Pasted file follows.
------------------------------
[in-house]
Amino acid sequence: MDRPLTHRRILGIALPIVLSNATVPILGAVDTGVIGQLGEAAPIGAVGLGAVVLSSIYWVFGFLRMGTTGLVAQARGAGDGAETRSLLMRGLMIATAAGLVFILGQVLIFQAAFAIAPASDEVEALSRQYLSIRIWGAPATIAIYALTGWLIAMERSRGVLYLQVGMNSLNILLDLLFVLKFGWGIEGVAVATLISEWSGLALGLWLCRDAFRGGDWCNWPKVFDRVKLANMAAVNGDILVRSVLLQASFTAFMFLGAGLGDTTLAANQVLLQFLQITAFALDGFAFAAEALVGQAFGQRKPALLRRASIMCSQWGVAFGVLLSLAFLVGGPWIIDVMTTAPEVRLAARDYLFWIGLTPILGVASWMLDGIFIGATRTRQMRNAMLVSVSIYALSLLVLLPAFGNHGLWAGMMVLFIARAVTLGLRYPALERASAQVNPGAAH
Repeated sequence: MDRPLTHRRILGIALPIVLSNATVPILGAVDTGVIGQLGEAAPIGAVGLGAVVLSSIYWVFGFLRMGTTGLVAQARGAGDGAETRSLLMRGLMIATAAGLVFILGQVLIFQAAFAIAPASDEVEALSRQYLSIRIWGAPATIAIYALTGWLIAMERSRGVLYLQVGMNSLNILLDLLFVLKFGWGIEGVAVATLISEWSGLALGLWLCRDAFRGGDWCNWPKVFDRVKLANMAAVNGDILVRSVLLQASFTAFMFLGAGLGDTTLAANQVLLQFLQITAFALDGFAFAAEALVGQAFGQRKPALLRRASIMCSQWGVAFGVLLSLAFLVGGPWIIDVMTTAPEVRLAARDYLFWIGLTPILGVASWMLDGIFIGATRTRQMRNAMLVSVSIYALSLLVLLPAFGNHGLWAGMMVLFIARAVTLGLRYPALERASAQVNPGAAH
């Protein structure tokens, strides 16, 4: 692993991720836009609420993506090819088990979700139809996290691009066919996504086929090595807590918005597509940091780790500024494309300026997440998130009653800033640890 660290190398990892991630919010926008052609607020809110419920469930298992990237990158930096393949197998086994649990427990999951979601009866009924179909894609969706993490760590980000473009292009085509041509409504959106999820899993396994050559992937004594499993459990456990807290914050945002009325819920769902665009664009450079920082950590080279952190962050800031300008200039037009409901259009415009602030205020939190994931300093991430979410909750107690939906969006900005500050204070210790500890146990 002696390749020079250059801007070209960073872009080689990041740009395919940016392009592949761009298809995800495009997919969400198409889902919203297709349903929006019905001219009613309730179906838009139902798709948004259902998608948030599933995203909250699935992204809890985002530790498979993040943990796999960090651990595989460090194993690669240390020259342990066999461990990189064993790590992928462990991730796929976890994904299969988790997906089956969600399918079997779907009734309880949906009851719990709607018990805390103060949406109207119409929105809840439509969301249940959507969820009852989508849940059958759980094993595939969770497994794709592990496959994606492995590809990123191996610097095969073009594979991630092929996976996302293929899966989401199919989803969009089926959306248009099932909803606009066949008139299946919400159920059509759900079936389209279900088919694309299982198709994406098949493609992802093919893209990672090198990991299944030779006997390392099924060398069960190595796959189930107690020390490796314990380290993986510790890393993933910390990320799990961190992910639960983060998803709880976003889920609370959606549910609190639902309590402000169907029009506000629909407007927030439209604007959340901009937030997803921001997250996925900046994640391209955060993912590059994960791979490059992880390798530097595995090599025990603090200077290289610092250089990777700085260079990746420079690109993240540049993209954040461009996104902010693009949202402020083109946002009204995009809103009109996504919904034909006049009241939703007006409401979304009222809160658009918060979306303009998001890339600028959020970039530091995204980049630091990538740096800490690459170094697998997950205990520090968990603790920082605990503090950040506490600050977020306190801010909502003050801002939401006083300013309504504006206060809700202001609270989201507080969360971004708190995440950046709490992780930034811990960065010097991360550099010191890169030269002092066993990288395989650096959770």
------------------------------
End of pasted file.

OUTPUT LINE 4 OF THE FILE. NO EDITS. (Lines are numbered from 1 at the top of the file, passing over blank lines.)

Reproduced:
């Protein structure tokens, strides 16, 4: 692993991720836009609420993506090819088990979700139809996290691009066919996504086929090595807590918005597509940091780790500024494309300026997440998130009653800033640890 660290190398990892991630919010926008052609607020809110419920469930298992990237990158930096393949197998086994649990427990999951979601009866009924179909894609969706993490760590980000473009292009085509041509409504959106999820899993396994050559992937004594499993459990456990807290914050945002009325819920769902665009664009450079920082950590080279952190962050800031300008200039037009409901259009415009602030205020939190994931300093991430979410909750107690939906969006900005500050204070210790500890146990 002696390749020079250059801007070209960073872009080689990041740009395919940016392009592949761009298809995800495009997919969400198409889902919203297709349903929006019905001219009613309730179906838009139902798709948004259902998608948030599933995203909250699935992204809890985002530790498979993040943990796999960090651990595989460090194993690669240390020259342990066999461990990189064993790590992928462990991730796929976890994904299969988790997906089956969600399918079997779907009734309880949906009851719990709607018990805390103060949406109207119409929105809840439509969301249940959507969820009852989508849940059958759980094993595939969770497994794709592990496959994606492995590809990123191996610097095969073009594979991630092929996976996302293929899966989401199919989803969009089926959306248009099932909803606009066949008139299946919400159920059509759900079936389209279900088919694309299982198709994406098949493609992802093919893209990672090198990991299944030779006997390392099924060398069960190595796959189930107690020390490796314990380290993986510790890393993933910390990320799990961190992910639960983060998803709880976003889920609370959606549910609190639902309590402000169907029009506000629909407007927030439209604007959340901009937030997803921001997250996925900046994640391209955060993912590059994960791979490059992880390798530097595995090599025990603090200077290289610092250089990777700085260079990746420079690109993240540049993209954040461009996104902010693009949202402020083109946002009204995009809103009109996504919904034909006049009241939703007006409401979304009222809160658009918060979306303009998001890339600028959020970039530091995204980049630091990538740096800490690459170094697998997950205990520090968990603790920082605990503090950040506490600050977020306190801010909502003050801002939401006083300013309504504006206060809700202001609270989201507080969360971004708190995440950046709490992780930034811990960065010097991360550099010191890169030269002092066993990288395989650096959770």